Exclusive: One-on-one with Rich Rodriguezby Anthony Gimino on Nov. 22, 2011, under Arizona football
New Arizona Wildcats football coach Rich Rodriguez gave a one-on-one interview to TucsonCitizen.com on Tuesday afternoon after being introduced at a news conference at McKale Center.
I tried to cover some ground that wasn’t covered at the main press conference or in his side interview with a group of reporters after that.
Here is what we chatted about (and check back later at TucsonCitizen.com for more on the Rodriguez hiring) …
When you were doing your due diligence, who among your peers did you talk to and what did they say about this job?
“I talked to several guys. I talked to Urban Meyer, just because he was in a similar situation, although I guess he was a bigger free agent in the market than I was (laughs).
“I asked him about (athletic director) Greg (Byrne) a little bit and asked what he thought about Arizona. I called several athletic directors, including Scott Stricklin who worked with Greg at Mississippi State. I talked to some coaches who have coached in this league about this place. What I came up with is that I think Arizona can be a gold mine.
“What I have to do is find out all the reasons why we haven’t won the Rose Bowl, because there have been good coaches here and good players here. I think Greg is addressing some of those issues, facilities-wise. But I think the whole league, whether it’s the TV money or whatever it is, is looking at this as we can get a return on our investment if we invest in football. I’m excited to be in on the beginning of that.”
You’re energetic. What is your philosophy on sideline behavior?
“I’m kind of high strung, and I know Mike (Stoops) is really high-strung. I kind of learned to cover my mouth early at certain times when I wanted to say something.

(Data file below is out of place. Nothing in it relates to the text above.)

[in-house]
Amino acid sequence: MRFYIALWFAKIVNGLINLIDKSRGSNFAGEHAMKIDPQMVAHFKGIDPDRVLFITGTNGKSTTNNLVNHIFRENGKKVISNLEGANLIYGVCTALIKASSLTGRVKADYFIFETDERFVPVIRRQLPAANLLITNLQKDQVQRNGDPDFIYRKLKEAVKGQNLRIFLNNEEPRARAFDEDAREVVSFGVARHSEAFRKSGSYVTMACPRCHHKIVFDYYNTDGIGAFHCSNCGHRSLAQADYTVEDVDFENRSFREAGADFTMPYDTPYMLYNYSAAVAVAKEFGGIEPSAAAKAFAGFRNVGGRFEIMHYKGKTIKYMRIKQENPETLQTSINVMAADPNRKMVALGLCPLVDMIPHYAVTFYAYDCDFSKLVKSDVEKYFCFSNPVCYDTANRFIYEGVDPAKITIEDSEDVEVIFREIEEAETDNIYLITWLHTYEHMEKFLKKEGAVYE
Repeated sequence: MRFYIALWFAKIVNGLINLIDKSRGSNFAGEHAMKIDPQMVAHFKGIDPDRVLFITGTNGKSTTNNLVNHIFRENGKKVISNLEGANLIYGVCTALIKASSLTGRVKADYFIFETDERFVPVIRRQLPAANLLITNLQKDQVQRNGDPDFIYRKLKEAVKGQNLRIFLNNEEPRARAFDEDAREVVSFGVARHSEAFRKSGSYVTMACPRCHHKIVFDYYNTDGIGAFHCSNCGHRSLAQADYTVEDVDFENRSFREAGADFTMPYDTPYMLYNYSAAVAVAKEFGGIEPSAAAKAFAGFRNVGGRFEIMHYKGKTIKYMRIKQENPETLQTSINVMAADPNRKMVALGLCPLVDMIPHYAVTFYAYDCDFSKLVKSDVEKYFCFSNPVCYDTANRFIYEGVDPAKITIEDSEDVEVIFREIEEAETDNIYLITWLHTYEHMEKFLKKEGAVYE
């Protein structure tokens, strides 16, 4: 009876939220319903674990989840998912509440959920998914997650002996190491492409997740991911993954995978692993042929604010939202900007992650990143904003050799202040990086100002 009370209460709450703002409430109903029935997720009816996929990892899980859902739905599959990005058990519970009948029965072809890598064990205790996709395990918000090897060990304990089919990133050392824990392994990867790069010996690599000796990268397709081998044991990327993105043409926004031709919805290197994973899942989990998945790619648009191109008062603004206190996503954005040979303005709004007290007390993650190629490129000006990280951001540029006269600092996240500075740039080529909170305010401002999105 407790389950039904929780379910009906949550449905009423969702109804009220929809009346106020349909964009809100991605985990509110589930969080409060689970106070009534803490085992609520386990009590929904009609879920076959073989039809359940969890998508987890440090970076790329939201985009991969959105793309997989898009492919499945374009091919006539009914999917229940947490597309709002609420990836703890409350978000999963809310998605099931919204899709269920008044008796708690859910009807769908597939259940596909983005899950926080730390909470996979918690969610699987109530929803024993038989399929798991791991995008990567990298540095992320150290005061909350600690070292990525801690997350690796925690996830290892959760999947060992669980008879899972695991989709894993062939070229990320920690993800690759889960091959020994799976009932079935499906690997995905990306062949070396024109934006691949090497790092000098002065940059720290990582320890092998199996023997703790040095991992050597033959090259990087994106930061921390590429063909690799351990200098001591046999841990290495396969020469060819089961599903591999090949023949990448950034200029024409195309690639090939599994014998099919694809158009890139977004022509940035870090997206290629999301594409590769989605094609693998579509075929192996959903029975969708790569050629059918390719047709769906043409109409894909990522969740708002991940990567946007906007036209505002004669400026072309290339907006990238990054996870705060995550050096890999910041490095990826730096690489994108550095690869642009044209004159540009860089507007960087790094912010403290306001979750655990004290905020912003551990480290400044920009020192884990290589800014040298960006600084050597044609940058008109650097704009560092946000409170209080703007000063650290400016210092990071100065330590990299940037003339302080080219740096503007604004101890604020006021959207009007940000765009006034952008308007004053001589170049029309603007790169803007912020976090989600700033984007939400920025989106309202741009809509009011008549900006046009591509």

“I was a head coach when I was 24 at Glenville (State). I used to scream and yell at the officials, and then I learned they can’t hear you and don’t listen to you anyway. So why are you doing it? Even though I will yell a few things, I have really gotten away from that. You don’t need to grab kids or anything like that.
“I will coach passionately. But I have calmed down a lot, really, in the past five or six years. One, the cameras are on you, but, hey, the officials can’t hear you anyway. I do like energy. I want our guys to play with passion. I will show more of that kind of stuff at practice. I want our guys to be concerned about winning on Tuesdays and Wednesdays, too.”
When you arrived at Michigan, you and your staff met with every player where they lived. Is that something you would like to do here?
“Yep. I want all our coaches to sit down with them where they live — go to their apartment or their house or their dorm room — and see if they’re living the right lifestyle. I don’t know these guys. I want to get to know them and their families. And that takes a process.
“I’m a big believer in knowing names, and I have to learn a whole bunch of names. When the staff gets off the road (recruiting), the first thing we’ll do every morning is a little slideshow of the players, and we’ll go around the table and we’ll have to say their name and where they’re from. That forces you to learn it.”